Mobile Photographers Make Great Salesmen

For 3 months when I was 19 years old, I worked as a car salesman. I was probably one of the worst in Pennsylvania, if not the entire United States. I was one of three hires, and I didn’t know it then but the dealership was only going to keep one of us. This was all by design.

I naively thought that it would be easy, and that people would just say yes to me because I was a likeable guy. I offered everything to my customers, I threw in extras that my bosses would never agree to, losing many sales in the process. I over-sold the deal. When they let me go, I learned a valuable lesson: under-promise and over-deliver.

The best way to make your clients happy is to follow this philosophy. For example, if you think a project will take a week, double the time period. Then when you finish early, everyone wins.

So getting back to the title of this post, in my mind, this is what mobile photography has become, a giant game of lowering expectations to deliver something better than expected.

I will try to explain:

When you visit a person’s exhibit (virtual or otherwise) who claims to be an ‘iphoneographer’ or ‘mobile photographer’, your expectations are lowered. After all, how good could photographs be from a mobile device? Thus, in your mind, the trap is set, the bar is lowered and you are ready to be dazzled. When you see the inevitable array of decent photographs, you will exclaim ‘Wow! I can’t believe these were taken with a mobile phone. These are really great, for an iPhone!”. The artist will feel good about the praise, but you probably won’t buy any of their works, because you realize what has happened and you can’t really take them seriously because you are thinking to yourself, ‘hmmm, I can probably do the same thing with my phone…’. ​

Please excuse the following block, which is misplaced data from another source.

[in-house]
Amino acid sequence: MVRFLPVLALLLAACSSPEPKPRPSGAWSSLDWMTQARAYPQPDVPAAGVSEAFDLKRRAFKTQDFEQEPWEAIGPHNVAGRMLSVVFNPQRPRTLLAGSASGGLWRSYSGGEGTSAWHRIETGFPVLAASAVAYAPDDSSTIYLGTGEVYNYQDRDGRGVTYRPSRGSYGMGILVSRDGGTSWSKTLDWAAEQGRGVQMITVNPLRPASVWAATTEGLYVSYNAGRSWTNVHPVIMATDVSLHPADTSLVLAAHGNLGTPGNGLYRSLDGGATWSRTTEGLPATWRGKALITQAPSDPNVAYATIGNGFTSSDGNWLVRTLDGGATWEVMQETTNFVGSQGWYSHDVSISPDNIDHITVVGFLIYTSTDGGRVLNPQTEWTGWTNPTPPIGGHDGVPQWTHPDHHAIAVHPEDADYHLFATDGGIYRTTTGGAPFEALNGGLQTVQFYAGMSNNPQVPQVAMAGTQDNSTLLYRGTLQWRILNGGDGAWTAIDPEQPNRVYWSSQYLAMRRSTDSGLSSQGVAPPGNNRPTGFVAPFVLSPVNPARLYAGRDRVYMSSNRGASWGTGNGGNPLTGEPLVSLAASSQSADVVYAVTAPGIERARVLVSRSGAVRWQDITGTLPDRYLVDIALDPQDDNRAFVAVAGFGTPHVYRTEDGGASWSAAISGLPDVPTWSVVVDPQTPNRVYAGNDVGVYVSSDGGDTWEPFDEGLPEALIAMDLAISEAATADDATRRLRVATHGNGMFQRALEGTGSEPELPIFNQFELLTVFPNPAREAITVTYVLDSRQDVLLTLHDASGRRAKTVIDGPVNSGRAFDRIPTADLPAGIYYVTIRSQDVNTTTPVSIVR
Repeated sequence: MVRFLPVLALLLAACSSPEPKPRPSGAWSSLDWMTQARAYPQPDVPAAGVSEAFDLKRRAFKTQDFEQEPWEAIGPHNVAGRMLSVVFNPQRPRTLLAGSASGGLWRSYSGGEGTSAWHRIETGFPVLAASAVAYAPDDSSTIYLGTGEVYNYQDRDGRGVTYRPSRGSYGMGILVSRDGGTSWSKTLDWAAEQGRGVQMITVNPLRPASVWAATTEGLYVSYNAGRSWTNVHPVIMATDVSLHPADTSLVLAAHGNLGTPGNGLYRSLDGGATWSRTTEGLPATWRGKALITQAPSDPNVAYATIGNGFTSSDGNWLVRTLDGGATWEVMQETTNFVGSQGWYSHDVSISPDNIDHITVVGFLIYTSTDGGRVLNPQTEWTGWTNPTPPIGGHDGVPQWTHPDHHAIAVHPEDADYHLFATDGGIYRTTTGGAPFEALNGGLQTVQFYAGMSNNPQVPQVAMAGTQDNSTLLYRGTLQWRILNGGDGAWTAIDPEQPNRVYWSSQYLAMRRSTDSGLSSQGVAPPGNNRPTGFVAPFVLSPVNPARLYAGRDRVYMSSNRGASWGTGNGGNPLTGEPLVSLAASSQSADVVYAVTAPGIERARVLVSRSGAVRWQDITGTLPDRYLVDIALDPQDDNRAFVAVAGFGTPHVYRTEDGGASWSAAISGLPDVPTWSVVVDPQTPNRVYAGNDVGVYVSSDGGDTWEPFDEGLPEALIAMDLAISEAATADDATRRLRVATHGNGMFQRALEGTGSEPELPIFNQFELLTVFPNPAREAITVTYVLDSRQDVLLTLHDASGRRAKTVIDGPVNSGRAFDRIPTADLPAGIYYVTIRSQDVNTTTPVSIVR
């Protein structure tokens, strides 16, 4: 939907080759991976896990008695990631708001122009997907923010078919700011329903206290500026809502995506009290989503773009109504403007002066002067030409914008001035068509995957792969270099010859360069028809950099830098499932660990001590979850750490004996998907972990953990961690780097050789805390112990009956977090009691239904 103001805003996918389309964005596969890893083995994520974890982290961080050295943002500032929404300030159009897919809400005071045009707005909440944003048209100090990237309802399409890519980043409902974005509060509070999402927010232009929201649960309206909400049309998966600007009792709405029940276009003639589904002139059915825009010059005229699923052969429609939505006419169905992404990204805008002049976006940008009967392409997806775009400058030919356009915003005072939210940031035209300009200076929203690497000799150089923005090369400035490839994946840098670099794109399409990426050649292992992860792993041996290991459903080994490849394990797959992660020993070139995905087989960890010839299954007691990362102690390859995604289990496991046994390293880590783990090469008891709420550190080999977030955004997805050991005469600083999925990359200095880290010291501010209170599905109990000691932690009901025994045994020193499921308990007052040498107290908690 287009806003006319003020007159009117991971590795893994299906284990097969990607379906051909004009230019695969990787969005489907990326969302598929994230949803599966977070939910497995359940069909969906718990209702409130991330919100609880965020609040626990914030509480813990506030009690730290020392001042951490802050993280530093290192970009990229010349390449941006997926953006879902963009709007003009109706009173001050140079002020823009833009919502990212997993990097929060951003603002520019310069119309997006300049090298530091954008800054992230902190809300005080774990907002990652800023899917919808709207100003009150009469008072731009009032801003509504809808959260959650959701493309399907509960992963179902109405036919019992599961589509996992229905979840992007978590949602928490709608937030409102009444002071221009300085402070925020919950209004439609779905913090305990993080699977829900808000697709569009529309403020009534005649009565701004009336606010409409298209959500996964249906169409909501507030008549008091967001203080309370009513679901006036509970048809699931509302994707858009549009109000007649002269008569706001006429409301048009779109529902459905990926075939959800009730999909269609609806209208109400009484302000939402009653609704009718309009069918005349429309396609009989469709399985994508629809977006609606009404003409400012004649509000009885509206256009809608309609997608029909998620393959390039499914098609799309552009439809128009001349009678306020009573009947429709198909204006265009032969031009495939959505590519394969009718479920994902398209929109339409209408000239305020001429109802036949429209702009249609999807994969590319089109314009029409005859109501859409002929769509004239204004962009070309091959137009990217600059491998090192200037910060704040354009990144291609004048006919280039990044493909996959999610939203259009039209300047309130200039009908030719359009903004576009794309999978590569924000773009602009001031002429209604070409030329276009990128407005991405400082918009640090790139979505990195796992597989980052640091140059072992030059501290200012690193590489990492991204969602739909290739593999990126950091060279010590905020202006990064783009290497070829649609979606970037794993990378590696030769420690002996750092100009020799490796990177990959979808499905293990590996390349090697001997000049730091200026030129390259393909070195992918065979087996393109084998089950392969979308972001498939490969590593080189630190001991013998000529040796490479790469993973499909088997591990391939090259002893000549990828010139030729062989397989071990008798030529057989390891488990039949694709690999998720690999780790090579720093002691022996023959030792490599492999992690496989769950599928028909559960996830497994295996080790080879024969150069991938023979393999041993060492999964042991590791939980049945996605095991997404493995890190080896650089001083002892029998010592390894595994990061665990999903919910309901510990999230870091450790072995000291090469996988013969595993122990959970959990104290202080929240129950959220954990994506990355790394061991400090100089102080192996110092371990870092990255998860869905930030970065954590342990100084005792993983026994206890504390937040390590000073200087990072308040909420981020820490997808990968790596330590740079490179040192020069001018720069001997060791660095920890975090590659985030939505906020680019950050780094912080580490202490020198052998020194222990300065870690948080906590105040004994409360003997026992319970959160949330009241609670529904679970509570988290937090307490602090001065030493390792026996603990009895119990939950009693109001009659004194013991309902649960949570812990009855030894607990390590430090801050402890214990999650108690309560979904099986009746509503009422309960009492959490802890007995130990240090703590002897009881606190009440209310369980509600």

If you are seriously trying to be an artist, be careful with the labels you choose. You may be setting the bar too low, and that ‘jaw drop’ effect will be far too easy to achieve. As an alternative, you can try setting the bar higher and really challenge yourself and your audience. Try not even labeling your works at all. Try focusing merely on the composition, the work itself. If you can achieve that same ‘WOW’ and ‘jaw-drop’ effect without the qualifier ‘for a mobile phone’ or ‘for a digital painting’ or ‘for an animated gif’ or any of the other phrases that qualify and undermine your creations, then you really have succeeded as an artist showcasing your art.

It should not be about the tool used, this is logically self-evident. So why would you choose to label yourself and associate yourself with the tool you use? If I take photos with only Nikon equipment, am I a Nikonographer? Or DSLRographer? Or filmographer? You can see how ridiculous this sounds. Unless I was sponsored by Nikon, I would never ever consider this as a proper label. Labels and logical taxonomies are only useful for specific instances, like contests and juried exhibitions, where the stakeholders want an even playing field and the sponsors want to push their products to the proper audience. The limitations that are set for certain exhibitions even help artists use their creativity within the constraints. This is all well and good, but outside of these specific instances, why would you constrain yourself and reduce your work to a specific category?

Of course, I am expecting this to be misread as an affront to mobile photography, but I assure you, that was not my intent, I am only trying to communicate a complicated concept that has been floating around in my head, and this is hard to distill in a way that is easily understood by all.

When I travel back to PA, I smile when I pass the old dealership, long since shutdown and left dilapidated on the side of the highway. I feel like somehow even though it was terrible at the time to be let go, if I would have stayed on as a car salesman at that place that would have been my fate.